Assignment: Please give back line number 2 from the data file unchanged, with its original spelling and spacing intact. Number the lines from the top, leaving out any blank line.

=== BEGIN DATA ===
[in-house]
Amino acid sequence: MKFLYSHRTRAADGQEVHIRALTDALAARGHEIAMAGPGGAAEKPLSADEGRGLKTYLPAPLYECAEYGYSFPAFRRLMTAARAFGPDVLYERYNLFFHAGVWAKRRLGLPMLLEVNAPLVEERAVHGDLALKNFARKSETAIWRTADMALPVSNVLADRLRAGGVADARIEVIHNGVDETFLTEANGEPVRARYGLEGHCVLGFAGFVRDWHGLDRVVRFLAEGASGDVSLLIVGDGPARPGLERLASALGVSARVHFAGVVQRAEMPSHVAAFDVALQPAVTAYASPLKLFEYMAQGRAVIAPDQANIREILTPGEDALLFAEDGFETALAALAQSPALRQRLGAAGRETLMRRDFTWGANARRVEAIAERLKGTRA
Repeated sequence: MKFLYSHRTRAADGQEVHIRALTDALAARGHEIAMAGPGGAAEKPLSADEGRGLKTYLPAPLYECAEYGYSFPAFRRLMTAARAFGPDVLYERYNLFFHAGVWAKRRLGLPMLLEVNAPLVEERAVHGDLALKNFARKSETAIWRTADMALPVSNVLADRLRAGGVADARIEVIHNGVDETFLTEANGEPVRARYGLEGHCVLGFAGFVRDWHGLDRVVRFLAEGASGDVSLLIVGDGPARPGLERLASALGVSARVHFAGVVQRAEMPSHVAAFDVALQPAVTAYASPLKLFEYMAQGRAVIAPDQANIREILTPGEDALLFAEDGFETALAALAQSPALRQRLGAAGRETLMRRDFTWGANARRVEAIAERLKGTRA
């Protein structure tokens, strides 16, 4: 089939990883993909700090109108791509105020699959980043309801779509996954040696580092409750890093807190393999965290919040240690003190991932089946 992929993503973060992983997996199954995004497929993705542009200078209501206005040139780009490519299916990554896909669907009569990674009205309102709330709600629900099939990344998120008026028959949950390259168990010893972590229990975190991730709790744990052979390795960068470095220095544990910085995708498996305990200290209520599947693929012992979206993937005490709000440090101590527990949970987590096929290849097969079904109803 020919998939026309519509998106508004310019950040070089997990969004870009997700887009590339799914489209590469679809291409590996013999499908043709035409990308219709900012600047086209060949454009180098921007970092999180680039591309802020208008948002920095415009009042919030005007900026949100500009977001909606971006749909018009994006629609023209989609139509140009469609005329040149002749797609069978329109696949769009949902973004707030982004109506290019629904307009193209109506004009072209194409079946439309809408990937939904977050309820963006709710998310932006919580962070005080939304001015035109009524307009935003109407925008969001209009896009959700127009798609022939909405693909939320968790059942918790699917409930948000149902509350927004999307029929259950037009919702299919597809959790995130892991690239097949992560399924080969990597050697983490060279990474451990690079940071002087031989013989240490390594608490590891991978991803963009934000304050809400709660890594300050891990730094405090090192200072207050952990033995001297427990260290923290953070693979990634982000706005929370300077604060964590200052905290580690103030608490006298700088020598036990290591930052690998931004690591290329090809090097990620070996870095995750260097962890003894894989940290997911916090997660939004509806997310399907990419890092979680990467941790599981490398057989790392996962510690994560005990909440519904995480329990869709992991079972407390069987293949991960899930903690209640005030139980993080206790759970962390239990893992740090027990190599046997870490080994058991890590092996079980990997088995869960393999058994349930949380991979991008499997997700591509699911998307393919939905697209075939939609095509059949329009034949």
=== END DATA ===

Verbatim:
Amino acid sequence: MKFLYSHRTRAADGQEVHIRALTDALAARGHEIAMAGPGGAAEKPLSADEGRGLKTYLPAPLYECAEYGYSFPAFRRLMTAARAFGPDVLYERYNLFFHAGVWAKRRLGLPMLLEVNAPLVEERAVHGDLALKNFARKSETAIWRTADMALPVSNVLADRLRAGGVADARIEVIHNGVDETFLTEANGEPVRARYGLEGHCVLGFAGFVRDWHGLDRVVRFLAEGASGDVSLLIVGDGPARPGLERLASALGVSARVHFAGVVQRAEMPSHVAAFDVALQPAVTAYASPLKLFEYMAQGRAVIAPDQANIREILTPGEDALLFAEDGFETALAALAQSPALRQRLGAAGRETLMRRDFTWGANARRVEAIAERLKGTRA